I grew up during the time when home use of the telephone answering machine became popular, and I distinctly remember how freaked out adults were by the idea that something was answering the phone when they weren’t around. The big fear at the time was that burglars were going to cold call random numbers looking for homes to break into if the machine picked up the call. This was such a real fear I remember being instructed by my family to never say, “we’re not home right now” on an outgoing message. Instead, the code was “we can’t come to the phone right now.”
This seems ludicrous today, because we’ve had years to figure out that this fear was silly. The answering machine panic is a great example of how we project fears on to technology as we work out our anxieties about it. One thing we do to work out our anxieties is to create arbitrary rules around the technology.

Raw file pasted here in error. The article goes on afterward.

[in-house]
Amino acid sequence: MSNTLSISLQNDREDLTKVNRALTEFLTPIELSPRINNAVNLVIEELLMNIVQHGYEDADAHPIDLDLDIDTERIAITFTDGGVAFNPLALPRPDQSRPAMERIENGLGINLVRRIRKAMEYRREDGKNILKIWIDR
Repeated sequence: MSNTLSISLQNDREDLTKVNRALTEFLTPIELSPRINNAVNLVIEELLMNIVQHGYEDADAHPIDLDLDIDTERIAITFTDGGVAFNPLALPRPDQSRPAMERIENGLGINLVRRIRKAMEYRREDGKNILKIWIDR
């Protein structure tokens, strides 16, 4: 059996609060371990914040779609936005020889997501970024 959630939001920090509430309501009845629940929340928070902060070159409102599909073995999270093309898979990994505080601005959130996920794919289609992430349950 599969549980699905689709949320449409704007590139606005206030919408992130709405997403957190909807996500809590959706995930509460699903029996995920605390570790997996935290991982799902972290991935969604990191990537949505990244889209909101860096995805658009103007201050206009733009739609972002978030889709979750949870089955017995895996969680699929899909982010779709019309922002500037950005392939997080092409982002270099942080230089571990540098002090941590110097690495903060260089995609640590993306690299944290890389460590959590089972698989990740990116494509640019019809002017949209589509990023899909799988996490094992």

The internet has provided a gigantic schoolyard for human anxiety to come out and play. As we know, the internet has revolutionized communication and disrupted many a business model in just the past 20 years. In the last decade in particular, what we call “social media” (a crappy adjective if ever there was one) was born, raised and now sits at the head of the great internet dining room table.
As social media came roaring into our lives, so did the rules, classes, and the ubiquitous tips and tricks surrounding how to use it. An entire cottage industry sprung up overnight with the sole purpose of teaching people how to “use” social media. I get that new tools all have a learning curve. But what struck me was that people weren’t just asking how to learn how to use the tools, they were asking for lessons on how to exist inside this new social space.